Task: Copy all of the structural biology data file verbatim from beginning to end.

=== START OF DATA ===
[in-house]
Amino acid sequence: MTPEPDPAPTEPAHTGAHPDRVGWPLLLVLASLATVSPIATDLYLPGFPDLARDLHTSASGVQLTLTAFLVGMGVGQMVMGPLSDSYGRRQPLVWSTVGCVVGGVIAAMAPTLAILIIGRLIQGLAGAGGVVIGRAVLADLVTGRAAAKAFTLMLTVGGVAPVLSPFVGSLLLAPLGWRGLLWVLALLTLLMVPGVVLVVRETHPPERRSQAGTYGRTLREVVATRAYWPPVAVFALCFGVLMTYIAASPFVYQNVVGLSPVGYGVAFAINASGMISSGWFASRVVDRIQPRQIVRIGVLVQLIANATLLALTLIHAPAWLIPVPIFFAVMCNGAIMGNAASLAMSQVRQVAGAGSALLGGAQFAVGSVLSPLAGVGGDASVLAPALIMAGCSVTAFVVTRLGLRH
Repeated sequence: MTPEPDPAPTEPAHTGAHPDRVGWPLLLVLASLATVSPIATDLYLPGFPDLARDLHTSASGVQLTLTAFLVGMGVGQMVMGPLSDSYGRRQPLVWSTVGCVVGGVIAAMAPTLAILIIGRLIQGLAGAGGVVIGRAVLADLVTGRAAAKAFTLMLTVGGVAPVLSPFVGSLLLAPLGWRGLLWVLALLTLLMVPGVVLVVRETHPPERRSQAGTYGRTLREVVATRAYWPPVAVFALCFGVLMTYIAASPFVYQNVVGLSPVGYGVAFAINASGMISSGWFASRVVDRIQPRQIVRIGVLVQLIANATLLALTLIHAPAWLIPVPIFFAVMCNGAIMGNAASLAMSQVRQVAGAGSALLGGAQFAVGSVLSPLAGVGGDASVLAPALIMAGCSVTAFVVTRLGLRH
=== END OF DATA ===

[in-house]
Amino acid sequence: MTPEPDPAPTEPAHTGAHPDRVGWPLLLVLASLATVSPIATDLYLPGFPDLARDLHTSASGVQLTLTAFLVGMGVGQMVMGPLSDSYGRRQPLVWSTVGCVVGGVIAAMAPTLAILIIGRLIQGLAGAGGVVIGRAVLADLVTGRAAAKAFTLMLTVGGVAPVLSPFVGSLLLAPLGWRGLLWVLALLTLLMVPGVVLVVRETHPPERRSQAGTYGRTLREVVATRAYWPPVAVFALCFGVLMTYIAASPFVYQNVVGLSPVGYGVAFAINASGMISSGWFASRVVDRIQPRQIVRIGVLVQLIANATLLALTLIHAPAWLIPVPIFFAVMCNGAIMGNAASLAMSQVRQVAGAGSALLGGAQFAVGSVLSPLAGVGGDASVLAPALIMAGCSVTAFVVTRLGLRH
Repeated sequence: MTPEPDPAPTEPAHTGAHPDRVGWPLLLVLASLATVSPIATDLYLPGFPDLARDLHTSASGVQLTLTAFLVGMGVGQMVMGPLSDSYGRRQPLVWSTVGCVVGGVIAAMAPTLAILIIGRLIQGLAGAGGVVIGRAVLADLVTGRAAAKAFTLMLTVGGVAPVLSPFVGSLLLAPLGWRGLLWVLALLTLLMVPGVVLVVRETHPPERRSQAGTYGRTLREVVATRAYWPPVAVFALCFGVLMTYIAASPFVYQNVVGLSPVGYGVAFAINASGMISSGWFASRVVDRIQPRQIVRIGVLVQLIANATLLALTLIHAPAWLIPVPIFFAVMCNGAIMGNAASLAMSQVRQVAGAGSALLGGAQFAVGSVLSPLAGVGGDASVLAPALIMAGCSVTAFVVTRLGLRH